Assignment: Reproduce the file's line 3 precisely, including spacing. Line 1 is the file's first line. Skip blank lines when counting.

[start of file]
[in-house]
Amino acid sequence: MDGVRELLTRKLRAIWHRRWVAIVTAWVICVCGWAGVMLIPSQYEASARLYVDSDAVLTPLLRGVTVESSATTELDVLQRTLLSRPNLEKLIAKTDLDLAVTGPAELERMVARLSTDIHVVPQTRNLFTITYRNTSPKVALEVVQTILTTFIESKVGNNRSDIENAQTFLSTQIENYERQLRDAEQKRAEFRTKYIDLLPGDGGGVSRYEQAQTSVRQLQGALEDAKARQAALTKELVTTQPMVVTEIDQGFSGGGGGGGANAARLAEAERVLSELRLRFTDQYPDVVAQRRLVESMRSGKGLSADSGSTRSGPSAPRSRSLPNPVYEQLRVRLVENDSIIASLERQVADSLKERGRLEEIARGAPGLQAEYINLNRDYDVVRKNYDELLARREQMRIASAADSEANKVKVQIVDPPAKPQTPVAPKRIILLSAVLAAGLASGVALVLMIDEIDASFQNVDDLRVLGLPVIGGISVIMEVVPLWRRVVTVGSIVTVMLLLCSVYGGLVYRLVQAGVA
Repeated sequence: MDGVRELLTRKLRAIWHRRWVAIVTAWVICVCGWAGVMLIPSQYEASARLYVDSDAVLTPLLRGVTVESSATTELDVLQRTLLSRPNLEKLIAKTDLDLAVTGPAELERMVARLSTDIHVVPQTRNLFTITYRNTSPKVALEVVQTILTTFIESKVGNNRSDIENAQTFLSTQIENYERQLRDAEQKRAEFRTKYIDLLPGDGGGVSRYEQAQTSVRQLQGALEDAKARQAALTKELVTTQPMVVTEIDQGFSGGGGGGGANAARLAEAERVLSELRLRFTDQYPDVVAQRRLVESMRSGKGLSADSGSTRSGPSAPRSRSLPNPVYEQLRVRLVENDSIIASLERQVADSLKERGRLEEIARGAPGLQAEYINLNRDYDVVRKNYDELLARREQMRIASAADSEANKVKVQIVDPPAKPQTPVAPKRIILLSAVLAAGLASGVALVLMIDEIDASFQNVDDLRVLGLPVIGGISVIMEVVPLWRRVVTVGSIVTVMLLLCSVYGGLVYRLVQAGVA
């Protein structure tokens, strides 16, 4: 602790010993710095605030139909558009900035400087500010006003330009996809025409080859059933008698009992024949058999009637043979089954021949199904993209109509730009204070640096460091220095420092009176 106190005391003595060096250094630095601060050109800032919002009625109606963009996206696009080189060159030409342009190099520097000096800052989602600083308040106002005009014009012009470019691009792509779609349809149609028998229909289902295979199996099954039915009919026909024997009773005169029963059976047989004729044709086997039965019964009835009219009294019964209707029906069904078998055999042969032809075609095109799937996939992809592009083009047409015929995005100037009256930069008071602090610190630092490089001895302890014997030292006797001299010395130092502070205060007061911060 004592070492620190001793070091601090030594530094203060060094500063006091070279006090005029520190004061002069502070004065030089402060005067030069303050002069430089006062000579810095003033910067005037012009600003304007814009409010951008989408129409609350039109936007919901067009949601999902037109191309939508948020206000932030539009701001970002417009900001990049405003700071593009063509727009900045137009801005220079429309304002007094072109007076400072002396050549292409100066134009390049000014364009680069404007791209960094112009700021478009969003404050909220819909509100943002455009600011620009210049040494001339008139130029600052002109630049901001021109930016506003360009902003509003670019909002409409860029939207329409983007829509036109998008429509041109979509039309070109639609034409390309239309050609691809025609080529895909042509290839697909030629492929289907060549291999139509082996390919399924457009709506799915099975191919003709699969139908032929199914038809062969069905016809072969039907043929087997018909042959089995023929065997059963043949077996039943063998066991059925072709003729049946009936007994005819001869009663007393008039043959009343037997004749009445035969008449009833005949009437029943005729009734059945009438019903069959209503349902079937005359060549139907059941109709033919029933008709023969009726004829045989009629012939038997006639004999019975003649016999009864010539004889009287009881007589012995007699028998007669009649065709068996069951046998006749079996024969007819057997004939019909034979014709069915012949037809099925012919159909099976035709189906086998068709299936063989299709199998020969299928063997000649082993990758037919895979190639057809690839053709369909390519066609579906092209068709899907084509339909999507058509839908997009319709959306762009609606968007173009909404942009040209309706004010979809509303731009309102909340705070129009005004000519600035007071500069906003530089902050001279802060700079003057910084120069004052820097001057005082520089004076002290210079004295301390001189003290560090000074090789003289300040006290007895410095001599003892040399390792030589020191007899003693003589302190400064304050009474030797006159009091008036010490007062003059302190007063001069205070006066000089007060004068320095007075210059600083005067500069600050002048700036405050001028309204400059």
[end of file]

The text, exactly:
Repeated sequence: MDGVRELLTRKLRAIWHRRWVAIVTAWVICVCGWAGVMLIPSQYEASARLYVDSDAVLTPLLRGVTVESSATTELDVLQRTLLSRPNLEKLIAKTDLDLAVTGPAELERMVARLSTDIHVVPQTRNLFTITYRNTSPKVALEVVQTILTTFIESKVGNNRSDIENAQTFLSTQIENYERQLRDAEQKRAEFRTKYIDLLPGDGGGVSRYEQAQTSVRQLQGALEDAKARQAALTKELVTTQPMVVTEIDQGFSGGGGGGGANAARLAEAERVLSELRLRFTDQYPDVVAQRRLVESMRSGKGLSADSGSTRSGPSAPRSRSLPNPVYEQLRVRLVENDSIIASLERQVADSLKERGRLEEIARGAPGLQAEYINLNRDYDVVRKNYDELLARREQMRIASAADSEANKVKVQIVDPPAKPQTPVAPKRIILLSAVLAAGLASGVALVLMIDEIDASFQNVDDLRVLGLPVIGGISVIMEVVPLWRRVVTVGSIVTVMLLLCSVYGGLVYRLVQAGVA